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March 3, 2010

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Home » Metro » Public Services

Metro ponders more signs in English

IT'S a "common problem," according to Shanghai's subway operator: Foreigners line up for a long time to buy tickets in front of a window next to turnstiles in a Metro station, only to find the window is for refunding or recharging transport cards.

Because of mix-ups like that, Shanghai Shentong Group is considering adding more English signs to Metro stations, especially to some of the busy ones.

The operator is planning to put bilingual signs on the windows "if there is enough space."

But a spokesman said the translations needed further consideration to avoid Chinglish, or awkward wording from the Chinese, as the Shanghai 2010 World Expo drew near.

The issue gained urgency on Monday when a new Metro safety regulation went into effect - a ban on bringing folding bikes, roller skates and a number of other items into stations.

That same day, a Canadian called Shanghai Daily to say he was stopped when carrying a folding bike into a station.

There was no notice about the banned items outside the station that he was able to read, the foreigner said.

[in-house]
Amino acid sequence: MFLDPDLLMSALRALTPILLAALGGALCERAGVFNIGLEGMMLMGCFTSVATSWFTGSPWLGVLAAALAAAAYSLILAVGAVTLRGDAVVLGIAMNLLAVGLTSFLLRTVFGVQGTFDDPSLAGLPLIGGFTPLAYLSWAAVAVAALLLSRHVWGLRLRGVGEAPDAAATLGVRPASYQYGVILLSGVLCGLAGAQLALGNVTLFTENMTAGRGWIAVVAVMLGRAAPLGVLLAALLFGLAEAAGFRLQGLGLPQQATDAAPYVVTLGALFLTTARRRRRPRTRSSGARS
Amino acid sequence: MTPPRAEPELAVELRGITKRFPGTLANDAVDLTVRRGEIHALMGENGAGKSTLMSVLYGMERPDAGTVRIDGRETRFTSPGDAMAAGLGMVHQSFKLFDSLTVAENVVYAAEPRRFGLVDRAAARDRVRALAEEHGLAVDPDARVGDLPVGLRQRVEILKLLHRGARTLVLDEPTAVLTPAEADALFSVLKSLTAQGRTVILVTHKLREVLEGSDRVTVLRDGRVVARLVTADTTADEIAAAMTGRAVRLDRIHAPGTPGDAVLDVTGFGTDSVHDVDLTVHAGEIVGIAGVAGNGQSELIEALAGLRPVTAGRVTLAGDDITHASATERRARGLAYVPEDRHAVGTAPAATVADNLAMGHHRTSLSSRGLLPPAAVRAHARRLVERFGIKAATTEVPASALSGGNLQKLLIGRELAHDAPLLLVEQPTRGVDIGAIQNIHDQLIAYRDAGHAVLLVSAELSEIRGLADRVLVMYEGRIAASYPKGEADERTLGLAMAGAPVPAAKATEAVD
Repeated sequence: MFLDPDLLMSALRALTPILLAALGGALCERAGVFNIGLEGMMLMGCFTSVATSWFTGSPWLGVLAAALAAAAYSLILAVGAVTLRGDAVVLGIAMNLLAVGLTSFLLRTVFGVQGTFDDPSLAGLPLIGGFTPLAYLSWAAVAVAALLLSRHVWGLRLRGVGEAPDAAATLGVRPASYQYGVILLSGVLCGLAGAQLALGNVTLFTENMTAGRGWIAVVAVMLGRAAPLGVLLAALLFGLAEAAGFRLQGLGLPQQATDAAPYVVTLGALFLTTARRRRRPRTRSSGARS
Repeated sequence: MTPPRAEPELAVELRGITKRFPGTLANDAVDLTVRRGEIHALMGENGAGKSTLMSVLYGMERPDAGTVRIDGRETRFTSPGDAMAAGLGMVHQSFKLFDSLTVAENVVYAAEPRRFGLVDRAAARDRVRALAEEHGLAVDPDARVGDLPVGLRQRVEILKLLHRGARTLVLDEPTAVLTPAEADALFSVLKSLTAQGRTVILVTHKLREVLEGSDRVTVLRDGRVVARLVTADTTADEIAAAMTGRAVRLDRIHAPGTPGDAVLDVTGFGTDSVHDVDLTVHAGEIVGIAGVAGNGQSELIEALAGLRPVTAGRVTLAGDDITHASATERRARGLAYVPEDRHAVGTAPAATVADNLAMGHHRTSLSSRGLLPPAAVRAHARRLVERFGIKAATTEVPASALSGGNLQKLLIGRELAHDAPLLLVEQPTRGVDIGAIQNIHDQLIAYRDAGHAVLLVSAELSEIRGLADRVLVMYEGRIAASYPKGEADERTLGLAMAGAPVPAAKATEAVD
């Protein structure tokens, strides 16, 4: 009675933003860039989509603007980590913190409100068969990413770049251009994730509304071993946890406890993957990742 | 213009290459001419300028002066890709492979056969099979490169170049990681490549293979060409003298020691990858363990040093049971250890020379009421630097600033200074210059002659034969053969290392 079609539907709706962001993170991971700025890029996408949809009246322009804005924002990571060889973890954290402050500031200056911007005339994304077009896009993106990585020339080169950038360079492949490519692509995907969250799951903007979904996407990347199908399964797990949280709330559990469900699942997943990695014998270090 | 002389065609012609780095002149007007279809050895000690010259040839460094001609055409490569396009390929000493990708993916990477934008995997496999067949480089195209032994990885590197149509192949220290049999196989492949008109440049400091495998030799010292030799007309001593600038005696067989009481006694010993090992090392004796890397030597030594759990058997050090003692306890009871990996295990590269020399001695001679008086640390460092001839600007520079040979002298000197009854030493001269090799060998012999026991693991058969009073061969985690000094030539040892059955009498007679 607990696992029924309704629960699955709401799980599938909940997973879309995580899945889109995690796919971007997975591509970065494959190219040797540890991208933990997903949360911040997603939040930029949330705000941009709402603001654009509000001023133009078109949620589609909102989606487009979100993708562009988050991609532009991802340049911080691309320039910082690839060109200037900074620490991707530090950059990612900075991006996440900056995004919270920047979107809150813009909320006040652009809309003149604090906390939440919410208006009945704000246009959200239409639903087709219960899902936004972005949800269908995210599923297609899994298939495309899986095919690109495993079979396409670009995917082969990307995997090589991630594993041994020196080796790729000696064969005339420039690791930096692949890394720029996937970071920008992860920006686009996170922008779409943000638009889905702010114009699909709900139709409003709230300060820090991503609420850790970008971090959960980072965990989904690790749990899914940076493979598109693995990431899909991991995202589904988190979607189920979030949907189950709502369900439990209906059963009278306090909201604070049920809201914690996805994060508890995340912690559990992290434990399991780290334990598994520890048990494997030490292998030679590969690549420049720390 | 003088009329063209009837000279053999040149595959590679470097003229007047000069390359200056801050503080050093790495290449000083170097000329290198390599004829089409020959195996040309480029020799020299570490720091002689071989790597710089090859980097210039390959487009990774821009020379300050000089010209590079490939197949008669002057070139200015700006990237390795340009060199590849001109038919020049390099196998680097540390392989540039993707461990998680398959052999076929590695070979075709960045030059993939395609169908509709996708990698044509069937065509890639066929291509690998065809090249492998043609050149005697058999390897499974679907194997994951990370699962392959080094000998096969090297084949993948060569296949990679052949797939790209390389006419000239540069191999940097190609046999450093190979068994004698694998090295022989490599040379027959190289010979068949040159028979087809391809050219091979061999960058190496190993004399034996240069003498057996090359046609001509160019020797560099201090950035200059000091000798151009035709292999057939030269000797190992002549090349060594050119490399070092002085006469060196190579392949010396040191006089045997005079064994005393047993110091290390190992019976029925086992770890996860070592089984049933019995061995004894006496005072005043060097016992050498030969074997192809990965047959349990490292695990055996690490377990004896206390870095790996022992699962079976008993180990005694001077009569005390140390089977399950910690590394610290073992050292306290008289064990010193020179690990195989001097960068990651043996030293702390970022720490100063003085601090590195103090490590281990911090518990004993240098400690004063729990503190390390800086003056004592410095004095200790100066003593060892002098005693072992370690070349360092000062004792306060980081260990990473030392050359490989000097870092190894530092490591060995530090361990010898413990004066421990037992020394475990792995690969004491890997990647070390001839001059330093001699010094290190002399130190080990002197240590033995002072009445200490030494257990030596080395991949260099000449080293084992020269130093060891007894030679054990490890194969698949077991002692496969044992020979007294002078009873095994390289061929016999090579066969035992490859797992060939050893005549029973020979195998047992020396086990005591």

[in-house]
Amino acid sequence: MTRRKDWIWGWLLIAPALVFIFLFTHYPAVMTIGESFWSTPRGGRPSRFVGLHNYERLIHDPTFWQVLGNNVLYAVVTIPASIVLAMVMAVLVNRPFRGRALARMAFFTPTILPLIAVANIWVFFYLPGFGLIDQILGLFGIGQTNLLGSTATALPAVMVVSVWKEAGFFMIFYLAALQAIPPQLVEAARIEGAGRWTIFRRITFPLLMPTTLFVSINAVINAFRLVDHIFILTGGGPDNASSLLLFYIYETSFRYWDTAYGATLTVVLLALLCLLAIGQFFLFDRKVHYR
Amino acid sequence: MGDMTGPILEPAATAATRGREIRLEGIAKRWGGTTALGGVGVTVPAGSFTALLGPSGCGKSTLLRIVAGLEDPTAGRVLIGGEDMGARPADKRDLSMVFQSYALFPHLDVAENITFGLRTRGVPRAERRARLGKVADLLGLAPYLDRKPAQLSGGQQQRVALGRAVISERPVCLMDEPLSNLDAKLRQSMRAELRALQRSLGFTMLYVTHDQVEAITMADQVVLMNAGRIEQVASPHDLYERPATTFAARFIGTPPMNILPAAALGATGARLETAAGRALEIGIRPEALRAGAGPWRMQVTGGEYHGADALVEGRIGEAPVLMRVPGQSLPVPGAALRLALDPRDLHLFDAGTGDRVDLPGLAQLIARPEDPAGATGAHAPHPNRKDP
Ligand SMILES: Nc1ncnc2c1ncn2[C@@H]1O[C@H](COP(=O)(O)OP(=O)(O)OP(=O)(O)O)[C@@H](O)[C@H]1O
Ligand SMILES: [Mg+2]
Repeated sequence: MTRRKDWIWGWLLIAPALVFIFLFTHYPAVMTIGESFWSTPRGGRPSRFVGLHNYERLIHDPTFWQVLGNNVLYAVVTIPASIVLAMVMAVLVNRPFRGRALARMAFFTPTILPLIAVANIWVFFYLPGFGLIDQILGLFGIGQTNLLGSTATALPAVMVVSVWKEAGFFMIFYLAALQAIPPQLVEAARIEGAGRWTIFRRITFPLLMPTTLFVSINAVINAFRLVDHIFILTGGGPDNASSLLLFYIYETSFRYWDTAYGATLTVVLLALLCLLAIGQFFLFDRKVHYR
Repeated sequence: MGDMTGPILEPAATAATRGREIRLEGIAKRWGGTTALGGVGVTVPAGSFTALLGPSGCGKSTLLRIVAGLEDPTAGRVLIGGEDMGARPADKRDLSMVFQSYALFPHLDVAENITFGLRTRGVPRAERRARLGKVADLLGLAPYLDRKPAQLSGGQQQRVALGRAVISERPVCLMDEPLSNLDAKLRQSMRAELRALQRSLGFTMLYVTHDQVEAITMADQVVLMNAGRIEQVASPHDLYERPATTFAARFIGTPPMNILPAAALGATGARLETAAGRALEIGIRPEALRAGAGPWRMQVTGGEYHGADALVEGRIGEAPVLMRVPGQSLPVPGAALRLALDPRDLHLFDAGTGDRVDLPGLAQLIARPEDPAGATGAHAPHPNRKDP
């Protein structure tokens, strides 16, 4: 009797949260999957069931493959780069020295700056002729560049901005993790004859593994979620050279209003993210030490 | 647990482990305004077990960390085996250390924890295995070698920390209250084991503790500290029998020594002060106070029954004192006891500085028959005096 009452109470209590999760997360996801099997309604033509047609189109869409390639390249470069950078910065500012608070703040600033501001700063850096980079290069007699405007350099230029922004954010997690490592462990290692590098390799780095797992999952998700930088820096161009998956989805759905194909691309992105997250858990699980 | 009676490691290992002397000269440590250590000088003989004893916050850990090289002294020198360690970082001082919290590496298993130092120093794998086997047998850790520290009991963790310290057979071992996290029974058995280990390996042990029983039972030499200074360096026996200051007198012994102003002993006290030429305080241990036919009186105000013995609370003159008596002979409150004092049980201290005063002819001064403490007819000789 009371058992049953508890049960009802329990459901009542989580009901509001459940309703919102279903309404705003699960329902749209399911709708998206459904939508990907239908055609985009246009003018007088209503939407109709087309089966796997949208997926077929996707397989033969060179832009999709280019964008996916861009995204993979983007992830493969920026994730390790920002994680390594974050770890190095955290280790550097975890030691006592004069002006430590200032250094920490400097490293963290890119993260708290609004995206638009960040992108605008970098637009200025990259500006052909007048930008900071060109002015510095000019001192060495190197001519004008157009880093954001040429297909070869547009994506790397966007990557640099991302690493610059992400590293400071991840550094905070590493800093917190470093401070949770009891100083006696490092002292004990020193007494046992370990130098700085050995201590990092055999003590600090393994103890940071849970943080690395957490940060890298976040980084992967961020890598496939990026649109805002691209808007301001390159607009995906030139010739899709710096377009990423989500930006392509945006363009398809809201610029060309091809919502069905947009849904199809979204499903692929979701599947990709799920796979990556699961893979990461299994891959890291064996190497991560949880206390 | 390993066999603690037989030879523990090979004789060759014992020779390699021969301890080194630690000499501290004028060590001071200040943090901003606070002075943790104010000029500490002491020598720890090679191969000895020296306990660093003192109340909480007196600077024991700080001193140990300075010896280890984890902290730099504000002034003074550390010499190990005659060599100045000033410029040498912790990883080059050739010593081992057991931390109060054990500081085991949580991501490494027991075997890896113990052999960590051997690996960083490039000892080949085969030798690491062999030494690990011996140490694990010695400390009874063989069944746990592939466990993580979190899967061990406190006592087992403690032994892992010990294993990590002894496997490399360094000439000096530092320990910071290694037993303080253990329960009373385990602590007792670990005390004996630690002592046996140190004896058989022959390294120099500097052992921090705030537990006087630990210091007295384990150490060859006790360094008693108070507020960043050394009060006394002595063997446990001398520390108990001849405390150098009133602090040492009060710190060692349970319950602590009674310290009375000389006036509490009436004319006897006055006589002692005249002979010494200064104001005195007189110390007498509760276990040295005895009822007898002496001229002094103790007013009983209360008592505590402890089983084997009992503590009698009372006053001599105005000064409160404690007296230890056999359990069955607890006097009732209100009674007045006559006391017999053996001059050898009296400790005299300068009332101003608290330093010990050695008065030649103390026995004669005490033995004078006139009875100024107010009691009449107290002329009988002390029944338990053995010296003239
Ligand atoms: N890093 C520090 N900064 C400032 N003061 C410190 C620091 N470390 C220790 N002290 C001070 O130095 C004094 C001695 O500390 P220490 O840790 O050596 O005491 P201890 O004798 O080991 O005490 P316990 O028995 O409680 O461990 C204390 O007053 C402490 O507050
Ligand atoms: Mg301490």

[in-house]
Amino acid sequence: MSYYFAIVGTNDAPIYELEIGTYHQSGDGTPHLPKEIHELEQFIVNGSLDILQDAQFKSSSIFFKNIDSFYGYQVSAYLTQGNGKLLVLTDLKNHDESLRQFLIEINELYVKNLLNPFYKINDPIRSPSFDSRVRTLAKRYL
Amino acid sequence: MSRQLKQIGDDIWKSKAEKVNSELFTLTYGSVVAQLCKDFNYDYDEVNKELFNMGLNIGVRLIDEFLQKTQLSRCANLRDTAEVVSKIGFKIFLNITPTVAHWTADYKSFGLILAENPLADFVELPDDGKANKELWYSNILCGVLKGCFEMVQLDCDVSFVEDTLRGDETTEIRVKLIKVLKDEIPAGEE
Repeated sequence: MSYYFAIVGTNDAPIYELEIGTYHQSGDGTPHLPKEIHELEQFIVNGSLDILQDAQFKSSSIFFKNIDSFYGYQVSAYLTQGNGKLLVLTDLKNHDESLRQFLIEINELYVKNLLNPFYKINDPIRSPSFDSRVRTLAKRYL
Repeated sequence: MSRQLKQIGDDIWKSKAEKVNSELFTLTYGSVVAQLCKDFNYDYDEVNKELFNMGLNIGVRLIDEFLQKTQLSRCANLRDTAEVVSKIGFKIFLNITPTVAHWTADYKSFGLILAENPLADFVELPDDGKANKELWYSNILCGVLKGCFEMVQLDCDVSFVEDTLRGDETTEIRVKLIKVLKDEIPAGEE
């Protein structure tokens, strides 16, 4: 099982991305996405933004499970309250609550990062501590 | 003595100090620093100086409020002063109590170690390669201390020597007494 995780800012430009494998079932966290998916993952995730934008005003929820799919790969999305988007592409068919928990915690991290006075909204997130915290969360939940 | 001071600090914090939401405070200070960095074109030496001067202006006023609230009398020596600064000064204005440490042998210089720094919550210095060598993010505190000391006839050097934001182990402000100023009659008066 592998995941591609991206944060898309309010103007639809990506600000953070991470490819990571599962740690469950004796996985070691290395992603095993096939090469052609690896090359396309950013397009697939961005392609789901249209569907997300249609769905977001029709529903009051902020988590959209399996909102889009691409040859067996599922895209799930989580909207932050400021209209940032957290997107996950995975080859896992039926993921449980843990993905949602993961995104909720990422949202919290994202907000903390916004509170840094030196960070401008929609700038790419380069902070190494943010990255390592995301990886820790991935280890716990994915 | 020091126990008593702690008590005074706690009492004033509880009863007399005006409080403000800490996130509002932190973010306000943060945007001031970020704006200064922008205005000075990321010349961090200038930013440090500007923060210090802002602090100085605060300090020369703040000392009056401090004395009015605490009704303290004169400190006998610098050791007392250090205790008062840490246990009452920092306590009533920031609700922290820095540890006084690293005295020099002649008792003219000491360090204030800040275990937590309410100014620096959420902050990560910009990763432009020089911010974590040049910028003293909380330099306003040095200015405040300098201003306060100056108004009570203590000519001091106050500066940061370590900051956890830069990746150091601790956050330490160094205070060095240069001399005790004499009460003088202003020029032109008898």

The expat working in the city, who declined to be named, said subway workers asked him to leave the station and "acted rude."

Shentong said it was an individual case and that most passengers, both Chinese and expats, had abided by the new regulation.

The operator said that translating the regulation into English and putting the bilingual version at stations would take time and "might not be feasible."

Shentong said listing all banned items in English would take too much space and might cause trouble if the translation misled. More than 20 items are banned on subways, according to Metro police.

On the other hand, Shentong has put up blue signs in English notifying passengers to go through security checks as more X-ray machines have gone into use.

It's not just the Metro. Foreigners also find themselves confused by the city's bus system, because many bus stops lack English descriptions of the routes.

City traffic authorities still have no further plans to add English signs all through the transport system.


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